Title

The Effect of Socioecomic Status on the Political Alignment of Midlands Teenagers

Author(s)

Brooklyn Moore

School Name

Heathwood Hall Episcopal School

Grade Level

10th Grade

Presentation Topic

Sociology

Presentation Type

Non-Mentored

Abstract

This experiment's purpose was to study the correlation between socioeconomic status and political alignment. It was initially hypothesized that if the test subject is in a higher tax bracket, they will land farther right on the political spectrum, unless they are a ethnic minority or have originations from the Northeastern or Western United States. It was also hypothesized that if the test subject lives in Northeastern Columbia, Downtown Columbia, or Irmo, they will land farther left, while those living in Forest Acres, Woodhill, Five Points, or Lexington will be classified on the right. Once accepting the consent to utilize, 104 high school students from high schools in the South Carolina Midlands area took a survey, which asked them to list their ethnicity, tax bracket, neighborhood of living, and national region of origination, as well as answer twenty-five politically based questions. Each survey was then analyzed and classified into either liberal, democrat, moderate, republican, or conservative. It was concluded that the majority of subjects in higher tax brackets landed on the right side, while the majority of subjects in the lower tax brackets landed on the left. The majority of ethnic minorities were classified as democratic, while the majority of "White" subjects were categorized on the right side. The majority of Forest Acres residents were classified on the right , while the majority Downtown Columbia and Irmo residents were classified on the left. This project rejected the null hypothesis that there is no correlation between socioeconomic status and political alignment.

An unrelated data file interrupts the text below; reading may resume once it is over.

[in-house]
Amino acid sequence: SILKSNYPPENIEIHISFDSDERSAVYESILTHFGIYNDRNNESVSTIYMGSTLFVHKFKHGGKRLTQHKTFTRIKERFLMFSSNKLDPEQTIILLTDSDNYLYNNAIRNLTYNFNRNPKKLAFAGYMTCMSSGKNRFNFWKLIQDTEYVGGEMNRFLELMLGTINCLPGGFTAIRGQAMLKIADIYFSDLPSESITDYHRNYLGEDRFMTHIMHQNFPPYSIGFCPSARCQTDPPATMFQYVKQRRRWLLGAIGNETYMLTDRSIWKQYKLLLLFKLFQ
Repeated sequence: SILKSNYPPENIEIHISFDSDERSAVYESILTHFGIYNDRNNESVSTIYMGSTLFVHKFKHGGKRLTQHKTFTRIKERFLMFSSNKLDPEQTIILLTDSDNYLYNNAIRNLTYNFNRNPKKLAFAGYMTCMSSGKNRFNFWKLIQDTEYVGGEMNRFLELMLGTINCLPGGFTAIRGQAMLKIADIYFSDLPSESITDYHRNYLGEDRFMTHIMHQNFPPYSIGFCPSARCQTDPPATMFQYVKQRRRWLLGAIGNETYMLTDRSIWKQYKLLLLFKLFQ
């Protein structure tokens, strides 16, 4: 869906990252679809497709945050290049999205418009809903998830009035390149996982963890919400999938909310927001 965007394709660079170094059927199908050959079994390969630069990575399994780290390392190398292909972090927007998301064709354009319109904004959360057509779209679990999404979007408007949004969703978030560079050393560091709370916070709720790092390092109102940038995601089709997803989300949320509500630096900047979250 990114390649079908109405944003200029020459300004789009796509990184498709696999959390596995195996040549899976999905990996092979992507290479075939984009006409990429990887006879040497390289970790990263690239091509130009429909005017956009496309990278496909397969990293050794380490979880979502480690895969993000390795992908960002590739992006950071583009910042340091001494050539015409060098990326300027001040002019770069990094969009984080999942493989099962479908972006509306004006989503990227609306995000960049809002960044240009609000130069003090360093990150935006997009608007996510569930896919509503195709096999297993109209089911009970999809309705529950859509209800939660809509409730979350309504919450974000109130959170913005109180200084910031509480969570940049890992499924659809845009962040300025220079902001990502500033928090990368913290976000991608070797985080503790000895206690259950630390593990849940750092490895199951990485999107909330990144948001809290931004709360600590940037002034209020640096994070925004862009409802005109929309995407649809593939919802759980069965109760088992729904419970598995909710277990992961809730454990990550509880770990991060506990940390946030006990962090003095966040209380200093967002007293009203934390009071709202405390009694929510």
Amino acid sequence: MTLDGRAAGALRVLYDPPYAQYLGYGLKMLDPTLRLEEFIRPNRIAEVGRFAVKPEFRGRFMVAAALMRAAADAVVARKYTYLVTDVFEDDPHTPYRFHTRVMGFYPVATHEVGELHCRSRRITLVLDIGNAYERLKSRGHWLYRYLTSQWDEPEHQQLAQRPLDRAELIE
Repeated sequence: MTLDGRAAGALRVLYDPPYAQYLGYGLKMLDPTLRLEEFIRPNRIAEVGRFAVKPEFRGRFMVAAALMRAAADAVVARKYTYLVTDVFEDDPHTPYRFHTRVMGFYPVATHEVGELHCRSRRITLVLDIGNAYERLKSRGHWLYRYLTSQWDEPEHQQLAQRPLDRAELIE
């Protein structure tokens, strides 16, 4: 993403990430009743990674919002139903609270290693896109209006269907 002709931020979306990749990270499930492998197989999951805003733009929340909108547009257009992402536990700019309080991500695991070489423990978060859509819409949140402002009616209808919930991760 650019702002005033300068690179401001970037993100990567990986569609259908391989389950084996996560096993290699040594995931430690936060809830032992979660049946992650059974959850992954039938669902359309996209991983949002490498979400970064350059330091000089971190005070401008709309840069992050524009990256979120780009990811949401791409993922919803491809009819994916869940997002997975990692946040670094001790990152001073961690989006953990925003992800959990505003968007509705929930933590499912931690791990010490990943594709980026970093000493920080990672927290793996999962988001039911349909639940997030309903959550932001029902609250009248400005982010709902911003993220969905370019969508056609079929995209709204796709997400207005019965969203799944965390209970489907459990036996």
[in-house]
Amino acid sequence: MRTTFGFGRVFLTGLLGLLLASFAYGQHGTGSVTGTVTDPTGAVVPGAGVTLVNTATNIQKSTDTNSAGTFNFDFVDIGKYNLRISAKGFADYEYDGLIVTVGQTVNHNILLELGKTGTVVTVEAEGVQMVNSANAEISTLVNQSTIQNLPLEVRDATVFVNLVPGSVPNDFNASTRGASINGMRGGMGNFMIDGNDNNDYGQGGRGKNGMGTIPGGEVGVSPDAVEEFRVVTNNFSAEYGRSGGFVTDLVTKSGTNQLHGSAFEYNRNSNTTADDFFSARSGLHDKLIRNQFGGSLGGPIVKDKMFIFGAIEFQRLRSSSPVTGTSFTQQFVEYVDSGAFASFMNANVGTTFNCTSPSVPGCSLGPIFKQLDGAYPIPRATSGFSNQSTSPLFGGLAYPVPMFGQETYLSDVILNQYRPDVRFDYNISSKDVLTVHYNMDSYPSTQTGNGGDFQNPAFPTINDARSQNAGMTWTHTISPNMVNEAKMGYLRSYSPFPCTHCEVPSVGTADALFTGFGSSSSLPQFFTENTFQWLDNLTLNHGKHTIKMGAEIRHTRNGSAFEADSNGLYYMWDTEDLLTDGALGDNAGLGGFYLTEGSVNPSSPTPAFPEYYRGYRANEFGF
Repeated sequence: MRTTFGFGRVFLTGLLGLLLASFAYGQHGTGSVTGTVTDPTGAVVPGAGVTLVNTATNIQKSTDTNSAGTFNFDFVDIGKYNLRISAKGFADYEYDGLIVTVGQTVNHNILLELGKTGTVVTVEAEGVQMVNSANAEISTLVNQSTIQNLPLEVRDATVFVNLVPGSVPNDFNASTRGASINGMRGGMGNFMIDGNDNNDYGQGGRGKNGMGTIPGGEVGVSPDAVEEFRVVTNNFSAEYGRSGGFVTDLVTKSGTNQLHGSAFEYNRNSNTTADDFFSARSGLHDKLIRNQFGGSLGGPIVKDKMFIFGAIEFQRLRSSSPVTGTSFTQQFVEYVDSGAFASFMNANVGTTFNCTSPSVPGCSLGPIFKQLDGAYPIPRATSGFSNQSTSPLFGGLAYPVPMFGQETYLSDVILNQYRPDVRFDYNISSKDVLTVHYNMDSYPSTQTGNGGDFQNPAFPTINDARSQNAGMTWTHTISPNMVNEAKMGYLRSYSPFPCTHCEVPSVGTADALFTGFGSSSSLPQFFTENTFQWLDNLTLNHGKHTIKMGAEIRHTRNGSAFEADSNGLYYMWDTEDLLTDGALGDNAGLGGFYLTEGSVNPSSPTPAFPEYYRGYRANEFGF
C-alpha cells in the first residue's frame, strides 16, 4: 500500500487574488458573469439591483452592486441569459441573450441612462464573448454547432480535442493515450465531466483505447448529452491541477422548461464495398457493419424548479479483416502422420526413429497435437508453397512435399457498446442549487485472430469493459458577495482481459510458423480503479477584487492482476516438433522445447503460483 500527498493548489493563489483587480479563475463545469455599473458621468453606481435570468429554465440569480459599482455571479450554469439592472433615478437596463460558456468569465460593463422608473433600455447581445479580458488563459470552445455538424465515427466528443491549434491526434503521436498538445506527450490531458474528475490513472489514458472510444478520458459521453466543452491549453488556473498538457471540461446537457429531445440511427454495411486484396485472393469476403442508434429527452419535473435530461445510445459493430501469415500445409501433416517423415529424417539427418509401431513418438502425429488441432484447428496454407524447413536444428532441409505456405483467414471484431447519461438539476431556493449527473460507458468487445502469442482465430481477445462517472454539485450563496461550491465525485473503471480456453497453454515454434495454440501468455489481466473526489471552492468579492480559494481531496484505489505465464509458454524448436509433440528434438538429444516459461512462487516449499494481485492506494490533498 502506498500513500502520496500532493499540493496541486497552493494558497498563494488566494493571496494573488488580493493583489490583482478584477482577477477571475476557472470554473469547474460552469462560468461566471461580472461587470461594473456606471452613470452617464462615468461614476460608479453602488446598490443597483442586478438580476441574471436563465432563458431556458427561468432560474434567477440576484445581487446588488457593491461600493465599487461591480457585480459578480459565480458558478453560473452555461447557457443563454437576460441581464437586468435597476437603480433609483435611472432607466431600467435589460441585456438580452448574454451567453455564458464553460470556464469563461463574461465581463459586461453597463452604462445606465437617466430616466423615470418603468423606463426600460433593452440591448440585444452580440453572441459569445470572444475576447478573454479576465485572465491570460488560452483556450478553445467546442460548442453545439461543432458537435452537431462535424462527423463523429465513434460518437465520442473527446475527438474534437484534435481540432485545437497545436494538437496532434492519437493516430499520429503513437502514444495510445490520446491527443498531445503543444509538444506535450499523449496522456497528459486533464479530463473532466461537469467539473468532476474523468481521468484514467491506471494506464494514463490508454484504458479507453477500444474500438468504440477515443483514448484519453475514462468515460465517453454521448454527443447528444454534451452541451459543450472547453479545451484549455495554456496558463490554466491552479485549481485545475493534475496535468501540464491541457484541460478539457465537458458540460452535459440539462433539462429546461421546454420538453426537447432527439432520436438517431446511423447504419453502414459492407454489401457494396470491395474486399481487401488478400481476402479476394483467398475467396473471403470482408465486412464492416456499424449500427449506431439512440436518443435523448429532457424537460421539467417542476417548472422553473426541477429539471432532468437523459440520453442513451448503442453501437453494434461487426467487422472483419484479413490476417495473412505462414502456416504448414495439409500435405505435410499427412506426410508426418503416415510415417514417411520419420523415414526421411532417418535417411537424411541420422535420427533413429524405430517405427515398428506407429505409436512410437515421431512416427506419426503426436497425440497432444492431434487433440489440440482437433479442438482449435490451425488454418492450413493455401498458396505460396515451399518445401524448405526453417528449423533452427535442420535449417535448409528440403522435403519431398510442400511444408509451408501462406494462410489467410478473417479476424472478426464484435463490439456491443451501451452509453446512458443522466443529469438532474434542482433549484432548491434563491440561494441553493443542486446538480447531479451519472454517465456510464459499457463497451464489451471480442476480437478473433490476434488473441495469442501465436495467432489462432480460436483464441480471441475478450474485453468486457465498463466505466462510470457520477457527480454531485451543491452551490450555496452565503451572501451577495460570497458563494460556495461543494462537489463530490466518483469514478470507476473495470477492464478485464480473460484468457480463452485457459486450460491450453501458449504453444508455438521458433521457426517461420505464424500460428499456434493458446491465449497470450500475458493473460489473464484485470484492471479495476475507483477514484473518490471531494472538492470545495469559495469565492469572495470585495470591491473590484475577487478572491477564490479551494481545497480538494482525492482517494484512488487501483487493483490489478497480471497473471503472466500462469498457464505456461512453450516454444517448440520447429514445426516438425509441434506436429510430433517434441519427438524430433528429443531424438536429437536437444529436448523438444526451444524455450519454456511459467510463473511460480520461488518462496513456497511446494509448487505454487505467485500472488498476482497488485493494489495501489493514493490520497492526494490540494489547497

Location

Furman Hall 209

Start Date

3-28-2020 9:45 AM

Presentation Format

Oral and Written

Group Project

No

COinS
 
Mar 28th, 9:45 AM

The Effect of Socioecomic Status on the Political Alignment of Midlands Teenagers

Furman Hall 209

This experiment's purpose was to study the correlation between socioeconomic status and political alignment. It was initially hypothesized that if the test subject is in a higher tax bracket, they will land farther right on the political spectrum, unless they are a ethnic minority or have originations from the Northeastern or Western United States. It was also hypothesized that if the test subject lives in Northeastern Columbia, Downtown Columbia, or Irmo, they will land farther left, while those living in Forest Acres, Woodhill, Five Points, or Lexington will be classified on the right. Once accepting the consent to utilize, 104 high school students from high schools in the South Carolina Midlands area took a survey, which asked them to list their ethnicity, tax bracket, neighborhood of living, and national region of origination, as well as answer twenty-five politically based questions. Each survey was then analyzed and classified into either liberal, democrat, moderate, republican, or conservative. It was concluded that the majority of subjects in higher tax brackets landed on the right side, while the majority of subjects in the lower tax brackets landed on the left. The majority of ethnic minorities were classified as democratic, while the majority of "White" subjects were categorized on the right side. The majority of Forest Acres residents were classified on the right , while the majority Downtown Columbia and Irmo residents were classified on the left. This project rejected the null hypothesis that there is no correlation between socioeconomic status and political alignment.